TBI Scripted: Ron Perlman on the movie star exodus to the small screen

The Capture

Ron Perlman, star of The Capture, Sons Of Anarchy and much more over his five-decade career, tells Mark Layton why the best of Hollywood are moving to the small screen – and what it spells for the movie industry

The line between TV and film has grown increasingly blurred, with exploding scripted budgets and ambition leading to more A-listers making the move from the big screen to the small than ever before.

Movie star talent in Hollywood and beyond, both in front of and behind the camera, now embrace what only a handful of years ago was almost unthinkable – producing, directing and acting in series rather than theatrical releases.

It’s a trend that has been accelerated by both the streaming boom, particularly with US-based global services that have deep pockets to spend on top tier talent, as well as the pandemic. Cinemas closed worldwide, talent looked for work, and movies that would once have been theatrical releases went straight or swiftly to streaming instead.

Sons Of Anarchy

Following the talent

Ron Perlman, a veteran US actor and producer whose credits range from blockbuster turns as devilish superhero Hellboy to a six-season stint as outlaw biker Clay Morrow in FX’s Sons Of Anarchy, tells TBI that this shift is nothing new, likening it to the exodus of writing talent from the stage to the silver screen at the start of the last century, and then, later, to television.

The 72-year-old has enjoyed a near half-century career straddling TV, movies and theatre and he says that right now, the small screen is looking more attractive than ever. It is where writers “dealing with the human condition” can largely be found, while the movie business has grown more about “Star Wars and comic books.”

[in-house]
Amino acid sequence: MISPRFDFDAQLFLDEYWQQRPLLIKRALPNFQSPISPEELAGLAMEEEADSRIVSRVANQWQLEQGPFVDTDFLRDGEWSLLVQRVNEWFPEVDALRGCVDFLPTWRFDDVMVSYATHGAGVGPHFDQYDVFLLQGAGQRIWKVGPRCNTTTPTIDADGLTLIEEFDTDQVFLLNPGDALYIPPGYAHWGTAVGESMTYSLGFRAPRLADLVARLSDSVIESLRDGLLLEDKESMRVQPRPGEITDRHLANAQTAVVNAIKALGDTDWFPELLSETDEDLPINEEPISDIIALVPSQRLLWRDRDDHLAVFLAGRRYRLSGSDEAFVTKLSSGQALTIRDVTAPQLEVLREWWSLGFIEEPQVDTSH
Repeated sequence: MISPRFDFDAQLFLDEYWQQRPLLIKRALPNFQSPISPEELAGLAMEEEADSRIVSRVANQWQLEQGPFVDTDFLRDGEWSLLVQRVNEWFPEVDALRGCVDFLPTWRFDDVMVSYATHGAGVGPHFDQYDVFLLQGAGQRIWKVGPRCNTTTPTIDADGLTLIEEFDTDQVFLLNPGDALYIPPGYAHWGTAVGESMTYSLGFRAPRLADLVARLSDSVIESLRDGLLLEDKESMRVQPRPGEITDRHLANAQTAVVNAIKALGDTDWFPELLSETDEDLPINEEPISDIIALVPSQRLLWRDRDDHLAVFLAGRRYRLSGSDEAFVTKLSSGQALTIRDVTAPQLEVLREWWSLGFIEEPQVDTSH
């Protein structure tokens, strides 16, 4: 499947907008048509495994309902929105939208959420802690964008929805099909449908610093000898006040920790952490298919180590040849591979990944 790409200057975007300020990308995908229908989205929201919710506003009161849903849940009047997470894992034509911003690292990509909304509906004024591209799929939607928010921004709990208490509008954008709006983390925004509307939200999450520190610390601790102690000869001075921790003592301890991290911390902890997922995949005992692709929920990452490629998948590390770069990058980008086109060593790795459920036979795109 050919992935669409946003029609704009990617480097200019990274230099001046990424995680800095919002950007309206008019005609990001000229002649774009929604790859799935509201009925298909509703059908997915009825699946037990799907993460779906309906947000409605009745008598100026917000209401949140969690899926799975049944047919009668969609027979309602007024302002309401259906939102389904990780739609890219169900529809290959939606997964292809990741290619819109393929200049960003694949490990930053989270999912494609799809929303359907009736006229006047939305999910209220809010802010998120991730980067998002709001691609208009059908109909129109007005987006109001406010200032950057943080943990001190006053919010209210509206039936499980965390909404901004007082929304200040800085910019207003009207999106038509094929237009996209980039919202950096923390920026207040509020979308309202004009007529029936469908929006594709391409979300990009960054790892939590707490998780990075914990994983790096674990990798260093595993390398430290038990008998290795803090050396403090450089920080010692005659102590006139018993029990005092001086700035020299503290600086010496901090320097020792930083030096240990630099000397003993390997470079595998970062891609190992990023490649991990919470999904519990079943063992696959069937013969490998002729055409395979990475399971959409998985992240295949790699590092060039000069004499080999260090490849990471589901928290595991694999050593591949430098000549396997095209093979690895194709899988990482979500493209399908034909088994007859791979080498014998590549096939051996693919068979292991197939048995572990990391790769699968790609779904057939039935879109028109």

Speaking to TBI earlier this year at the Monte-Carlo TV Festival, Perlman said: “Television is taking the opportunity to say: ‘OK we can be more original than ever,’ and so the great writing started to move there. That’s all I’m looking for – interesting smart original material.

“It’s almost better than ever right now, because there’s still the same amount of talent out there pushing ideas. There aren’t quite as many venues, but the ones that are doing it are taking more risks than ever – there’s some television out there that is mindblowingly cool and original and edgy, so thank God.”

Highlighting just how fast this change has come, Perlman says: “I just did a movie called Don’t Look Up with the most important film maker on the planet, Adam McKay, for Netflix. That movie would have been in 5,000 theatres five years ago, but it was on Netflix. Guillermo del Toro, Pinocchio – Netflix; Alfonso Cuarón, Roma – Netflix; Martin Scorsese, The Irishman – Netflix.

“You go where the talent goes; if Martin Scorsese is working with Netflix, that’s where I’m gonna fucking go.”

Don’t Look Up

Adapting to the times

Streaming’s gain, however, is cinema’s loss, with the future of the traditional moviegoing experience looking uncertain after decades of box office declines. The pandemic was “the final nail in the coffin” for some movie studios in a business already beginning to “diminish” due to the growth of TV and streaming.